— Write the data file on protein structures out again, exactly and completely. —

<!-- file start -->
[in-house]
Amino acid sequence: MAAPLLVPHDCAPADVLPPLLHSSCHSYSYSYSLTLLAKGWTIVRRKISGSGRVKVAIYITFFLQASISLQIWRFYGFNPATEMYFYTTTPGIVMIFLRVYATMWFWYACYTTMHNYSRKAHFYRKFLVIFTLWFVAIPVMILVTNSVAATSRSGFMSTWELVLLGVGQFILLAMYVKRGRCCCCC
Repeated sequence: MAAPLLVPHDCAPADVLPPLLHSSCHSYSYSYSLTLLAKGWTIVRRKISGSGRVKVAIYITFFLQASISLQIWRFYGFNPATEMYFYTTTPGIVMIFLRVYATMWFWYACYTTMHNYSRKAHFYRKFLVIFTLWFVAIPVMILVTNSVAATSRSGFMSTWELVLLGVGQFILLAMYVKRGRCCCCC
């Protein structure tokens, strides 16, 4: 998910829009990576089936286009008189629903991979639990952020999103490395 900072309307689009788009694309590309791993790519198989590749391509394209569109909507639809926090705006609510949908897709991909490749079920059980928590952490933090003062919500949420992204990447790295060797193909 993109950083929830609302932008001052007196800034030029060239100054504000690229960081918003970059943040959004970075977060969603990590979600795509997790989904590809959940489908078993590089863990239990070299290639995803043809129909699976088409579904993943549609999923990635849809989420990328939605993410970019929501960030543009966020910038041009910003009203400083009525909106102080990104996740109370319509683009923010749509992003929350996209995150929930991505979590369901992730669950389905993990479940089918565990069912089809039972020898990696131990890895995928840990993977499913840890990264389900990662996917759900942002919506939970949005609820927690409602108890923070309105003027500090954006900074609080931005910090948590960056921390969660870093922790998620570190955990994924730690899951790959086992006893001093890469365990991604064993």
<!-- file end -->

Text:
[in-house]
Amino acid sequence: MAAPLLVPHDCAPADVLPPLLHSSCHSYSYSYSLTLLAKGWTIVRRKISGSGRVKVAIYITFFLQASISLQIWRFYGFNPATEMYFYTTTPGIVMIFLRVYATMWFWYACYTTMHNYSRKAHFYRKFLVIFTLWFVAIPVMILVTNSVAATSRSGFMSTWELVLLGVGQFILLAMYVKRGRCCCCC
Repeated sequence: MAAPLLVPHDCAPADVLPPLLHSSCHSYSYSYSLTLLAKGWTIVRRKISGSGRVKVAIYITFFLQASISLQIWRFYGFNPATEMYFYTTTPGIVMIFLRVYATMWFWYACYTTMHNYSRKAHFYRKFLVIFTLWFVAIPVMILVTNSVAATSRSGFMSTWELVLLGVGQFILLAMYVKRGRCCCCC
């Protein structure tokens, strides 16, 4: 998910829009990576089936286009008189629903991979639990952020999103490395 900072309307689009788009694309590309791993790519198989590749391509394209569109909507639809926090705006609510949908897709991909490749079920059980928590952490933090003062919500949420992204990447790295060797193909 993109950083929830609302932008001052007196800034030029060239100054504000690229960081918003970059943040959004970075977060969603990590979600795509997790989904590809959940489908078993590089863990239990070299290639995803043809129909699976088409579904993943549609999923990635849809989420990328939605993410970019929501960030543009966020910038041009910003009203400083009525909106102080990104996740109370319509683009923010749509992003929350996209995150929930991505979590369901992730669950389905993990479940089918565990069912089809039972020898990696131990890895995928840990993977499913840890990264389900990662996917759900942002919506939970949005609820927690409602108890923070309105003027500090954006900074609080931005910090948590960056921390969660870093922790998620570190955990994924730690899951790959086992006893001093890469365990991604064993």